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Mentalist: Season 6, The

Warner Bros. // Unrated // September 30, 2014
List Price: $59.98 [Buy now and save at Amazon]

Review by Ryan Keefer | posted January 19, 2015 | E-mail the Author
The Show:

Through the years of watching my wife watch Psych, when I started seeing ads on CBS for a show called The Mentalist, it looked more and more to me like someone liked the concept of the former and wanted to make a dramatic interpretation of the latter. And now that I have finally exposed myself to the latter in the form of the show's sixth season, it is pretty much what I expected.

Said Mentalist is a guy named Patrick Jane (Simon Baker, The Devil Wears Prada). Jane was a psychic, but he decided to reveal that he was a fraud, in the wake of the murder of his wife. He decided to volunteer his services to the California Bureau of Investigation (which is a thing as I found out), and he helps them with cases, using his keen observational, non-psychic senses, and also tries to figure out who killed his wife, other than an ominous person named "Red John." The sixth season finds him transitioning to working for the FBI in a similar role, along with bringing along agent Teresa Lisbon (Robin Tunney, Empire Records), the only one seemingly capable of keeping Jane reined in as much as possible. Along with the job change, the show undergoes a location change as well, going from Sacramento to Houston, Texas. As well, the addition of Rockmund Dunbar (Sons Of Anarchy) to the cast as the section chief of the FBI seems to boost confidence. Rounding out the members of the team are Kimball Cho (Tim Kang, Rambo), Wayne Rigsby (Owain Yeoman, Troy) and Grace Van Pelt (Amanda Righetti, Role Models).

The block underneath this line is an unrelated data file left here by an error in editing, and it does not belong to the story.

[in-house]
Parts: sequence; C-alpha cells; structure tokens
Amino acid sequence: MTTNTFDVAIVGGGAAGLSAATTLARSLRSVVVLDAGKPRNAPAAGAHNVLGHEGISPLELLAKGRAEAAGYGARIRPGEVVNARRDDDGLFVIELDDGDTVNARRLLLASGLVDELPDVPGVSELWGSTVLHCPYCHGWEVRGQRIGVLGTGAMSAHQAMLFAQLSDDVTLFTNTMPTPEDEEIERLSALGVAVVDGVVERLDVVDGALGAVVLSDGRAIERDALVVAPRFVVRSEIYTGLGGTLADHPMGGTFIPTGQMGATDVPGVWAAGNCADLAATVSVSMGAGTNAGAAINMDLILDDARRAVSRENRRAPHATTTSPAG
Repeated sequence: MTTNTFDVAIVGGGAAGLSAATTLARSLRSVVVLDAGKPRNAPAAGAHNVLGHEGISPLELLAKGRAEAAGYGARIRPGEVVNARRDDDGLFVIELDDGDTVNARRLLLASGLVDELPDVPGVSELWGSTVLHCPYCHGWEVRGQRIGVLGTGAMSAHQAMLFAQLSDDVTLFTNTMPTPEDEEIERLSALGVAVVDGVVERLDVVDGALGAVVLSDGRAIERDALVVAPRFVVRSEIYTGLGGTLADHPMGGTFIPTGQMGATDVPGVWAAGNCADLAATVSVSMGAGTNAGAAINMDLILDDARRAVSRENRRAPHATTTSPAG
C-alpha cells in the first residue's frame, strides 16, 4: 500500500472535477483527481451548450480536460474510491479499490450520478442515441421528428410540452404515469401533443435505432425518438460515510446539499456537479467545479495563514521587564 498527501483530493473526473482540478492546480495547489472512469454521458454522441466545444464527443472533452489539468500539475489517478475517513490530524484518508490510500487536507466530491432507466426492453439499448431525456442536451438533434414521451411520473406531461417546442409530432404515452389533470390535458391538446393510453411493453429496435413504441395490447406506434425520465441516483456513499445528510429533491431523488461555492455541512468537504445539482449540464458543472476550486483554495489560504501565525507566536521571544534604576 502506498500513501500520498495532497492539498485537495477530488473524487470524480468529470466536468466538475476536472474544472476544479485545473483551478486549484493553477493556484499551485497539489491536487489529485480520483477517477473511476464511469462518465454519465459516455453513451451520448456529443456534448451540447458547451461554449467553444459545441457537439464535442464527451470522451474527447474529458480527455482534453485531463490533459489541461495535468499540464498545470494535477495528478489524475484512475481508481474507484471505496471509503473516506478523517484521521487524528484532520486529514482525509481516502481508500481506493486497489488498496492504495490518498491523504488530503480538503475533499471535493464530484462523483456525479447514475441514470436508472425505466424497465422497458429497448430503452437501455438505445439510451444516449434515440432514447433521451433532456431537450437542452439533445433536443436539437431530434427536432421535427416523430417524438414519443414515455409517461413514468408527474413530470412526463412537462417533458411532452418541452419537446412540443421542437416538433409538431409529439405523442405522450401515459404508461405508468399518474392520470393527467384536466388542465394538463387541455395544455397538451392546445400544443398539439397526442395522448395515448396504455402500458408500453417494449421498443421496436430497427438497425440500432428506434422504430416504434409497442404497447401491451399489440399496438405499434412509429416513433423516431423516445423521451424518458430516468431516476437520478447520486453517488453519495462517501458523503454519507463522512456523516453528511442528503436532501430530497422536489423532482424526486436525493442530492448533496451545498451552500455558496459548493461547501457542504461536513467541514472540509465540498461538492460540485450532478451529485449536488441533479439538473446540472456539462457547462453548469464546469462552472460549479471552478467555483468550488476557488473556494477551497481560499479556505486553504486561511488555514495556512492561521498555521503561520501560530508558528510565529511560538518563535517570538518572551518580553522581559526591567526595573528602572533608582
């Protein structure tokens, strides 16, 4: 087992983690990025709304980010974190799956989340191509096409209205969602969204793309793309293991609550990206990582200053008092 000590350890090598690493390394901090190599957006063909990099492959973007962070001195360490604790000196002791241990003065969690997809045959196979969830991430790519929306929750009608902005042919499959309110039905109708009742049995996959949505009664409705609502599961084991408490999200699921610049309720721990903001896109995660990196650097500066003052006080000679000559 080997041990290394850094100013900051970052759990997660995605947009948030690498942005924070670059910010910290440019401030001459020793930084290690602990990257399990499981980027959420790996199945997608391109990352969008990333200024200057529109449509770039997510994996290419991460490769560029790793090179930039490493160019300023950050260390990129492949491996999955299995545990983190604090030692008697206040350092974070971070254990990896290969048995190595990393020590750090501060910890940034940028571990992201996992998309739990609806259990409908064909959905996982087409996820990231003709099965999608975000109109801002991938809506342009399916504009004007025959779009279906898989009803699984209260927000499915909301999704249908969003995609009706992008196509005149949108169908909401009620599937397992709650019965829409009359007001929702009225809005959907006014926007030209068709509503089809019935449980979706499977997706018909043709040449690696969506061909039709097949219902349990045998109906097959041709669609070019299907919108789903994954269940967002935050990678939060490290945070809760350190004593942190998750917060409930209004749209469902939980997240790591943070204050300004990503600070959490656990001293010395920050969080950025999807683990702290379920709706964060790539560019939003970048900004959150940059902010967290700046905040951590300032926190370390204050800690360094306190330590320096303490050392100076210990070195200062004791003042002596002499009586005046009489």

So for those who are familiar with Psych or even Monk, law enforcement takes Patrick Jane's contributions and go to a whole new level. He can hire garbage trucks or marching bands playing "The Yellow Rose of Texas," or getting possibly the best office in the Bureau building along with a comfy couch to boot. It is because he has supernatural skillz and he can have law enforcement exert all kinds of force to try and capture someone, only for it to be him in a limo with a cup of tea and/or a snappy expression. This is what people have liked or even enjoyed for six years now? At some point, you have to exert a little bit of disbelief when it comes to some of these stunts, yell ‘Come the Hell On!' and be skeptical of what the plan that The Mentalist has for audiences.

As far as storytelling goes, with the news the show's seventh season would be its last, maybe the showrunners already knew the writing was on the wall and when it came to the main protagonist, the thought was to start wrapping the loose ends up. Jane finds out who is the mysterious "Red John" over the first half of the season, the show pulls up its roots and moves the cast to Texas, and the decision to write out a couple of the characters. Creatively that would seem like a challenging haul for any show to handle.